Others have written about Larry's enormous ego. In 1987 Jim Hughes ran a World Championship in Jersey. Larry was to perform in one of the evening concerts. I saw him before the show and said how much I was looking forward to hearing him play. Guess what he replied! "I hope you won't be disappointed."

Larry didn't like the diatonic harmonica. Someone, a blues enthusiast, said in an internet posting, "Can someone please give me some reasons not to think that he was a bit egoistical?... I don't take it personally, but, I cannot respect his statements."

Doug Tate, President of SPAH responded, "Having known the guy as an acquaintance, tech person and sort of friend for a third of a century I can say without hesitation that Larry Adler was egotistical, loud mouthed , bigheaded and many other words like this on stage in interview and to an audience... and without being like that he would not have been able to do what he did for the mouth organ.

I can also say that Larry Adler was a kind, generous, witty, deep thinking, erudite man in his private life and a public life which many didn't hear about.

Now, if someone were to quote me I wonder which of the above statements, both of which were true would be plastered in headlines.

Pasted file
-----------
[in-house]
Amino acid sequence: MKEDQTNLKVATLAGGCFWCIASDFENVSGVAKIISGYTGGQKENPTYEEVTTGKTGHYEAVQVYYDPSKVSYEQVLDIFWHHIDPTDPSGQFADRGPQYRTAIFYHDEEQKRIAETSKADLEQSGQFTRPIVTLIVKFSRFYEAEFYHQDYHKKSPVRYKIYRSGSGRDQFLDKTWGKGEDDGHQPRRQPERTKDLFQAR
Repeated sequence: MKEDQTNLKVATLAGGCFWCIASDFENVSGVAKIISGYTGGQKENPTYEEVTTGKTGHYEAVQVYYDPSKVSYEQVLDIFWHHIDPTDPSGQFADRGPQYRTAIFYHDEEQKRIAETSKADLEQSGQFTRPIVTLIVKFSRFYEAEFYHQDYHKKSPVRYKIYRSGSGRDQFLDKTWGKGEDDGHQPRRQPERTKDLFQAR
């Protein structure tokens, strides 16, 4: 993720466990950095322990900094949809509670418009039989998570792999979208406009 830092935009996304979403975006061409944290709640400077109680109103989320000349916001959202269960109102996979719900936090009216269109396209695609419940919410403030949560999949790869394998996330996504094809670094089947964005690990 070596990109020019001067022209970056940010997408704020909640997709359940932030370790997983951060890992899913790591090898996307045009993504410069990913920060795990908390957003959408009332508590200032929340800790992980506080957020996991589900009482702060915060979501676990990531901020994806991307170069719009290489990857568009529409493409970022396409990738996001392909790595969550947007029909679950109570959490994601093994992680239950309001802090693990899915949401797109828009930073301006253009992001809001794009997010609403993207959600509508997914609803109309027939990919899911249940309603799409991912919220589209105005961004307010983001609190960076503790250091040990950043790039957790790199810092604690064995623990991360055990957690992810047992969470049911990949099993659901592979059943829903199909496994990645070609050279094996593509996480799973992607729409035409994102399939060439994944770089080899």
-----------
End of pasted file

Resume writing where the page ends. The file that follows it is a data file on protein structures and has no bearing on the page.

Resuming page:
I believe that I can say without contradiction from anyone who knew him or heard him over any length of time, that he went further and faster and more widely than any other single mouth organ playing individual in the last century. He took his mouth organ from bars to palaces, from the film theatres to the greatest concert halls, literally thousands of players were touched by him, amazed by what he could do and catapulted forward in their own playing by the sheer vitality of what he was doing. Adler played by sick kids bedsides, on top of tanks in the desert in wartime, he played to gangsters, Kings and Queens, with symphony orchestras, for balletic Dance, had films written round him, wrote film scores. He had some of the greatest composers of the 20th Century writing for him.